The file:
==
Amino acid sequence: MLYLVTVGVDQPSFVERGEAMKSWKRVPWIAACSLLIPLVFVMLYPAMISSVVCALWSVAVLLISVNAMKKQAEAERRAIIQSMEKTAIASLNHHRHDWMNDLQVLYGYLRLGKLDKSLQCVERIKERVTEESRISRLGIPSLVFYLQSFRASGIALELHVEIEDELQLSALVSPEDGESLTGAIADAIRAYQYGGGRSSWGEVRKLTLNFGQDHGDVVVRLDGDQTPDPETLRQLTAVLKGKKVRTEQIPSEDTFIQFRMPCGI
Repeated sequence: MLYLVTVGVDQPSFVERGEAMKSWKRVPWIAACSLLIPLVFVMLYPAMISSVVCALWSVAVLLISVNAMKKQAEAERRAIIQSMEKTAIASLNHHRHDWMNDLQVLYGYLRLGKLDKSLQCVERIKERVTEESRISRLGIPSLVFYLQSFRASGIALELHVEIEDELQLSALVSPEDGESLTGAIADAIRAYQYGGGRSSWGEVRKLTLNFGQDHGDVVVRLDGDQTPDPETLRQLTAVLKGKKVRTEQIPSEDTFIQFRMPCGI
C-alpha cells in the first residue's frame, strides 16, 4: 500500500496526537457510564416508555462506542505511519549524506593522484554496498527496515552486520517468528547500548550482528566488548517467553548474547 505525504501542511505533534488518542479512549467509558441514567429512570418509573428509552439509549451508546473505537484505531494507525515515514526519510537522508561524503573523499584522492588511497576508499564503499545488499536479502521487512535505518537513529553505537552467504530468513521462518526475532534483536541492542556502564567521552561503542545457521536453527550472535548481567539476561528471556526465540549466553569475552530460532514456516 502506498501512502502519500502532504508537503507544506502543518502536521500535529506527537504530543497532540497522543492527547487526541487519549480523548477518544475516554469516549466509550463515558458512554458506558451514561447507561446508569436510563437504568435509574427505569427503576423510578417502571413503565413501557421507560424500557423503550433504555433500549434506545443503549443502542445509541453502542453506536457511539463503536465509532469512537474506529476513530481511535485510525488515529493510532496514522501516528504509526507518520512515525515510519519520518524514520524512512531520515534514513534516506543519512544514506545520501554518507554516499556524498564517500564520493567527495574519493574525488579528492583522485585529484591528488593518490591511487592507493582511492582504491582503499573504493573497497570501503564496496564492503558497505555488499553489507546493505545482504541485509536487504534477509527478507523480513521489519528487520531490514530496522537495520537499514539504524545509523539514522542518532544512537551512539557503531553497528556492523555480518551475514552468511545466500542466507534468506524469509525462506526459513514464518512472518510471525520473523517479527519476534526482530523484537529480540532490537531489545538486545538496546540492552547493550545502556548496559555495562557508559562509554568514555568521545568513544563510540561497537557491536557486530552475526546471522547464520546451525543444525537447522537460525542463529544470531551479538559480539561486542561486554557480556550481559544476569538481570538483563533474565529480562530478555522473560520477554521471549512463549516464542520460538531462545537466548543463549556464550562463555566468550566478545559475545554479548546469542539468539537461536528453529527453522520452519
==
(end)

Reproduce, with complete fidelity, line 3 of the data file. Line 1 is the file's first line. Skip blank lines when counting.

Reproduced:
C-alpha cells in the first residue's frame, strides 16, 4: 500500500496526537457510564416508555462506542505511519549524506593522484554496498527496515552486520517468528547500548550482528566488548517467553548474547 505525504501542511505533534488518542479512549467509558441514567429512570418509573428509552439509549451508546473505537484505531494507525515515514526519510537522508561524503573523499584522492588511497576508499564503499545488499536479502521487512535505518537513529553505537552467504530468513521462518526475532534483536541492542556502564567521552561503542545457521536453527550472535548481567539476561528471556526465540549466553569475552530460532514456516 502506498501512502502519500502532504508537503507544506502543518502536521500535529506527537504530543497532540497522543492527547487526541487519549480523548477518544475516554469516549466509550463515558458512554458506558451514561447507561446508569436510563437504568435509574427505569427503576423510578417502571413503565413501557421507560424500557423503550433504555433500549434506545443503549443502542445509541453502542453506536457511539463503536465509532469512537474506529476513530481511535485510525488515529493510532496514522501516528504509526507518520512515525515510519519520518524514520524512512531520515534514513534516506543519512544514506545520501554518507554516499556524498564517500564520493567527495574519493574525488579528492583522485585529484591528488593518490591511487592507493582511492582504491582503499573504493573497497570501503564496496564492503558497505555488499553489507546493505545482504541485509536487504534477509527478507523480513521489519528487520531490514530496522537495520537499514539504524545509523539514522542518532544512537551512539557503531553497528556492523555480518551475514552468511545466500542466507534468506524469509525462506526459513514464518512472518510471525520473523517479527519476534526482530523484537529480540532490537531489545538486545538496546540492552547493550545502556548496559555495562557508559562509554568514555568521545568513544563510540561497537557491536557486530552475526546471522547464520546451525543444525537447522537460525542463529544470531551479538559480539561486542561486554557480556550481559544476569538481570538483563533474565529480562530478555522473560520477554521471549512463549516464542520460538531462545537466548543463549556464550562463555566468550566478545559475545554479548546469542539468539537461536528453529527453522520452519